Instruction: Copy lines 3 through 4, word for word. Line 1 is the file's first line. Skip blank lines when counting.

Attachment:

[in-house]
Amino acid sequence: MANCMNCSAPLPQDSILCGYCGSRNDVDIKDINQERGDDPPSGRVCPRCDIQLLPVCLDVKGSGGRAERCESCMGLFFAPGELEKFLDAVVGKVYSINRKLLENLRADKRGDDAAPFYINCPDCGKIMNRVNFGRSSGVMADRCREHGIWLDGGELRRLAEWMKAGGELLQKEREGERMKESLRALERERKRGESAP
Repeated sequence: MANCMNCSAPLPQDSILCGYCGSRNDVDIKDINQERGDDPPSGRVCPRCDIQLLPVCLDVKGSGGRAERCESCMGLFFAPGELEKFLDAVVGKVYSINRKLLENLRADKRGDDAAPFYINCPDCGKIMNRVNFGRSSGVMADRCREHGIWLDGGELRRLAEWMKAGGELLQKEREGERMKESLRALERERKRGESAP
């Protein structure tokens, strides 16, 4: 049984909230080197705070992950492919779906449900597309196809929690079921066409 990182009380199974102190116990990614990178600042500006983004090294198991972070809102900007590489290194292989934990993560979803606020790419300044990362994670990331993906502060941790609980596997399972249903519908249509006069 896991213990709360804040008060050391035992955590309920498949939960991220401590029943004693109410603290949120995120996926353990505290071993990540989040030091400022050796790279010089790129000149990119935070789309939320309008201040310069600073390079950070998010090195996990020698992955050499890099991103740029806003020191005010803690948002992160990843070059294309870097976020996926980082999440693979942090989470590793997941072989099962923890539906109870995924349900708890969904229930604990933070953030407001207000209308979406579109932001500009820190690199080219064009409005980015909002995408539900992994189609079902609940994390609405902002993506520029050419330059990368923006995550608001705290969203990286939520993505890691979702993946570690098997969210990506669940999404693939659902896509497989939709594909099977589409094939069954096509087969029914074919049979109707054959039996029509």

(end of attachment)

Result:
Repeated sequence: MANCMNCSAPLPQDSILCGYCGSRNDVDIKDINQERGDDPPSGRVCPRCDIQLLPVCLDVKGSGGRAERCESCMGLFFAPGELEKFLDAVVGKVYSINRKLLENLRADKRGDDAAPFYINCPDCGKIMNRVNFGRSSGVMADRCREHGIWLDGGELRRLAEWMKAGGELLQKEREGERMKESLRALERERKRGESAP
């Protein structure tokens, strides 16, 4: 049984909230080197705070992950492919779906449900597309196809929690079921066409 990182009380199974102190116990990614990178600042500006983004090294198991972070809102900007590489290194292989934990993560979803606020790419300044990362994670990331993906502060941790609980596997399972249903519908249509006069 896991213990709360804040008060050391035992955590309920498949939960991220401590029943004693109410603290949120995120996926353990505290071993990540989040030091400022050796790279010089790129000149990119935070789309939320309008201040310069600073390079950070998010090195996990020698992955050499890099991103740029806003020191005010803690948002992160990843070059294309870097976020996926980082999440693979942090989470590793997941072989099962923890539906109870995924349900708890969904229930604990933070953030407001207000209308979406579109932001500009820190690199080219064009409005980015909002995408539900992994189609079902609940994390609405902002993506520029050419330059990368923006995550608001705290969203990286939520993505890691979702993946570690098997969210990506669940999404693939659902896509497989939709594909099977589409094939069954096509087969029914074919049979109707054959039996029509």